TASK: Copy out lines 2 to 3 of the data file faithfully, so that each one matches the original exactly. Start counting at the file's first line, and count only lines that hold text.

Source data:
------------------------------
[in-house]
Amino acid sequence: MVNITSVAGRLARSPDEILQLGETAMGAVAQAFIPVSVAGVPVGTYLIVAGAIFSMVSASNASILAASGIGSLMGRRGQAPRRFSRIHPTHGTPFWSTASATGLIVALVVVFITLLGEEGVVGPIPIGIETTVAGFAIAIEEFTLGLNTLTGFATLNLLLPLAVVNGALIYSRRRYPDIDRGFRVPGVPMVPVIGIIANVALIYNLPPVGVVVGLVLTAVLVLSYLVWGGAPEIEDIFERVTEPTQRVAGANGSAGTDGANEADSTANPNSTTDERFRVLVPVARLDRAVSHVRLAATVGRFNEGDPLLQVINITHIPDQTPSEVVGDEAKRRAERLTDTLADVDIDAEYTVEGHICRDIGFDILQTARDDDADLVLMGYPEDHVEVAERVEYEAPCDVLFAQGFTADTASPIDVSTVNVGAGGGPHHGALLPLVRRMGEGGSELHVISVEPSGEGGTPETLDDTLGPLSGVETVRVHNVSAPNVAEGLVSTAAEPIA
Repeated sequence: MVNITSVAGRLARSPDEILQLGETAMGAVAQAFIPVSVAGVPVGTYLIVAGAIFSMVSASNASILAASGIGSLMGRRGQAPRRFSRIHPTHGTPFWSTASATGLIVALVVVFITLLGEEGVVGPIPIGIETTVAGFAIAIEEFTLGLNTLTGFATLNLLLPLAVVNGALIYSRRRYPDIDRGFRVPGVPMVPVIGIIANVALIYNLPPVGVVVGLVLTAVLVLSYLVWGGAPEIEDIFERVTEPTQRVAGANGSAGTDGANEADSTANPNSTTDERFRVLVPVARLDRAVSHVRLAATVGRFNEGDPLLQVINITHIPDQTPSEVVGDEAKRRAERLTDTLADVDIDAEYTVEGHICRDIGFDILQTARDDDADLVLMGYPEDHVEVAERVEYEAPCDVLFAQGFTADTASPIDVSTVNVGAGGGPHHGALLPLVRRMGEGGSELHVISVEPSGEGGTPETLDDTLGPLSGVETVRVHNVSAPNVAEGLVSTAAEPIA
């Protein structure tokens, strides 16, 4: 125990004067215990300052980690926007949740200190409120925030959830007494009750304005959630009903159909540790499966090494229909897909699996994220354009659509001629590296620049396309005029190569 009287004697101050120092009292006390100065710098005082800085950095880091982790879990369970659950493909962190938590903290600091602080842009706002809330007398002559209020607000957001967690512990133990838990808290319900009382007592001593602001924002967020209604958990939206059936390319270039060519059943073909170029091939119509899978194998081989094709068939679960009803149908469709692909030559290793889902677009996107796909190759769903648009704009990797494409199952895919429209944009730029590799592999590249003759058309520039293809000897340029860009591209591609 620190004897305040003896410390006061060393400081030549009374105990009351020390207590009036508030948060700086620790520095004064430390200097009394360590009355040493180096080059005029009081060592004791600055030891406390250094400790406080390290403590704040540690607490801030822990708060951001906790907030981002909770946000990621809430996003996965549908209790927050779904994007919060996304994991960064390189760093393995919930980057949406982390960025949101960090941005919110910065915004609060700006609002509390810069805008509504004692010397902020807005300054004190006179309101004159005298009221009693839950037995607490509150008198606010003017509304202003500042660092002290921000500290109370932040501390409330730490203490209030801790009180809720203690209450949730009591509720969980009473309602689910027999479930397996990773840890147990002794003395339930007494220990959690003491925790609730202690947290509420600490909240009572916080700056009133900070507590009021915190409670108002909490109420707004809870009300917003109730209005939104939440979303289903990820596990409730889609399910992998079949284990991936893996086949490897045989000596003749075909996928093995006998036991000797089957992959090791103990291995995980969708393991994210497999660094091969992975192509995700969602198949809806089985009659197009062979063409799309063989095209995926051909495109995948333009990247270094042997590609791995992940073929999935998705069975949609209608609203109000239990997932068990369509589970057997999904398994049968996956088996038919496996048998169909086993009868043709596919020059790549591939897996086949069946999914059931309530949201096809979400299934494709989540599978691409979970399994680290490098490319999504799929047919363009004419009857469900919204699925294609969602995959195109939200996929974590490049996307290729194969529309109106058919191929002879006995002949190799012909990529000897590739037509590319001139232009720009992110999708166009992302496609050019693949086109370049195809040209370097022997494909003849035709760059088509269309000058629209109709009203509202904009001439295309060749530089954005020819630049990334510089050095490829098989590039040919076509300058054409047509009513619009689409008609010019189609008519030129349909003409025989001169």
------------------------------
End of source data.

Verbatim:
Amino acid sequence: MVNITSVAGRLARSPDEILQLGETAMGAVAQAFIPVSVAGVPVGTYLIVAGAIFSMVSASNASILAASGIGSLMGRRGQAPRRFSRIHPTHGTPFWSTASATGLIVALVVVFITLLGEEGVVGPIPIGIETTVAGFAIAIEEFTLGLNTLTGFATLNLLLPLAVVNGALIYSRRRYPDIDRGFRVPGVPMVPVIGIIANVALIYNLPPVGVVVGLVLTAVLVLSYLVWGGAPEIEDIFERVTEPTQRVAGANGSAGTDGANEADSTANPNSTTDERFRVLVPVARLDRAVSHVRLAATVGRFNEGDPLLQVINITHIPDQTPSEVVGDEAKRRAERLTDTLADVDIDAEYTVEGHICRDIGFDILQTARDDDADLVLMGYPEDHVEVAERVEYEAPCDVLFAQGFTADTASPIDVSTVNVGAGGGPHHGALLPLVRRMGEGGSELHVISVEPSGEGGTPETLDDTLGPLSGVETVRVHNVSAPNVAEGLVSTAAEPIA
Repeated sequence: MVNITSVAGRLARSPDEILQLGETAMGAVAQAFIPVSVAGVPVGTYLIVAGAIFSMVSASNASILAASGIGSLMGRRGQAPRRFSRIHPTHGTPFWSTASATGLIVALVVVFITLLGEEGVVGPIPIGIETTVAGFAIAIEEFTLGLNTLTGFATLNLLLPLAVVNGALIYSRRRYPDIDRGFRVPGVPMVPVIGIIANVALIYNLPPVGVVVGLVLTAVLVLSYLVWGGAPEIEDIFERVTEPTQRVAGANGSAGTDGANEADSTANPNSTTDERFRVLVPVARLDRAVSHVRLAATVGRFNEGDPLLQVINITHIPDQTPSEVVGDEAKRRAERLTDTLADVDIDAEYTVEGHICRDIGFDILQTARDDDADLVLMGYPEDHVEVAERVEYEAPCDVLFAQGFTADTASPIDVSTVNVGAGGGPHHGALLPLVRRMGEGGSELHVISVEPSGEGGTPETLDDTLGPLSGVETVRVHNVSAPNVAEGLVSTAAEPIA